“Salem’s Lot”- Book Review
Another year has passed, and thus another Halloween has come and gone. This October, I really wanted to sink my teeth into a story that fit nicely into the Halloween spirit. I thought long and hard about which author I’d choose from: Edgar Allan Poe? H.P. Lovecraft? Bram Stoker? In the end, I decided to continue my ventures into the work of the master of horror himself, Stephen King. And since I’ve gotten a taste of King’s past and modern prose, I figured that this time around, I take a look back at one of his earliest novels.
Published in 1975, Salem’s Lot tells the story of Ben Mears, a novelist who returns to his hometown of Jerusalem’s Lot, Maine, after a 25-year absence. He plans on writing a book about the Marsten house, a long-abandoned mansion that sits atop a hill overlooking the Lot (and the site of a traumatizing childhood experience). As he re-familiarizes himself with the town and its residents, something strange begins to occur. A young boy disappears. Another dies under mysterious circumstances. The arrival of an elusive outsider prompts unnerving talk among the community. And that’s only the beginning. A dark cloud looms over Jerusalem’s Lot, and Ben soon discovers the town he once knew is quickly transforming into something dangerous.
Similar to other King books I’ve read (all two of them), the strongest aspect of Salem’s Lot is the writing. No matter how good or how bonkers certain parts of the story are, they’re all structured in such an interesting way that I found myself consistently invested from page to page. King tends to convey his narratives through multiple perspectives- that of main characters, secondary characters, tertiary characters, sometimes even personified environments- and each is fleshed out in extensive detail. As a result, the plot itself feels three-dimensional and the characters more nuanced. It also makes for a suspenseful read, as the slight non-linear quality keeps things unexpected.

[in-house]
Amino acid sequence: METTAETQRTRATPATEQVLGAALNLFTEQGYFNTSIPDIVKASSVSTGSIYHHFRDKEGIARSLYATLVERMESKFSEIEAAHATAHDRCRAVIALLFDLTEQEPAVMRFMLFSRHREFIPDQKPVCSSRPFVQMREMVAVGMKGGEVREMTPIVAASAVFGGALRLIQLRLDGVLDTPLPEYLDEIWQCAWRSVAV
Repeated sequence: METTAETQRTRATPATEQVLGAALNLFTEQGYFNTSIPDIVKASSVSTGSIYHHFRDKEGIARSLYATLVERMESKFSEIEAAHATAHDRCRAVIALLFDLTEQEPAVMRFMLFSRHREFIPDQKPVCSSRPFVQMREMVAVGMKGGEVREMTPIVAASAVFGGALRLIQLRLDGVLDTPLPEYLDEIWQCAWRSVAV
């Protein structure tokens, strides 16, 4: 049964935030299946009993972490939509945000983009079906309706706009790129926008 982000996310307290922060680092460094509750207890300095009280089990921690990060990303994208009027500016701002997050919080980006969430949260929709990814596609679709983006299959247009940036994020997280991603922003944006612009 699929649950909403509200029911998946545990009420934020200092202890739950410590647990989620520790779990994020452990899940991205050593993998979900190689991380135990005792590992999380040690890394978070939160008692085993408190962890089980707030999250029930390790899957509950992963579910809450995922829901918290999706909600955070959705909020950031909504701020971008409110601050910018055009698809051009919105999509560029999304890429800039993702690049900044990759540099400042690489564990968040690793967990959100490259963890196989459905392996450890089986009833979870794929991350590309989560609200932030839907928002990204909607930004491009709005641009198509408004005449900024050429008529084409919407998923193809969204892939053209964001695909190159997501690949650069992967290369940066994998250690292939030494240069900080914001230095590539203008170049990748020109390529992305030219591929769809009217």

King’s technique works especially well here, as it allows the reader to experience the horror and anxiety surrounding the town’s metamorphosis through the eyes of the people living there. The best parts of the book are when it focuses on the community, and less when the focus is purely on our protagonists. Ben Mears and his love interest, Susan Norton, are very average characters. They have solid backstories, and seem good-natured at their core. But as a whole, they were just too bland for my taste. Other characters within their orbit, however- including a young boy named Mark Petrie, the humorous old professor, Matt Burke, and Dr. Jimmy Cody- have far more interesting personalities, and thus are easier to connect with.
The execution of the horror angle is pretty well done. The scares are far less outrageous than the ones in, say, IT, though they’re equally creepy. That being said, there’s not a ton of creativity in terms of how the vampires are portrayed. King sticks with basic concepts of vampire lore- including sleeping in coffins, flying, fangs, stakes, holy water, etc. Not much is added creatively to make these creatures or the main villain stand out. And it’s a shame because I would’ve loved to imagine what a wholly unique Stephen King vampire would be like.
As is, Salem’s Lot was a fine read, and a good fit for Halloween. It didn’t particularly scare me- which seems to be a recurring opinion of mine on King’s work so far- but it still managed to deliver a few effectively creepy moments. Even through the page the town of Jerusalem’s Lot feels lived in, and its residents feel fleshed out and real. The other characters, however, both good and evil, are easily forgettable, and if King’s writing wasn’t so strong, this book would’ve been a sinking ship. Nonetheless, it was a good read, one that complimented the Halloween season.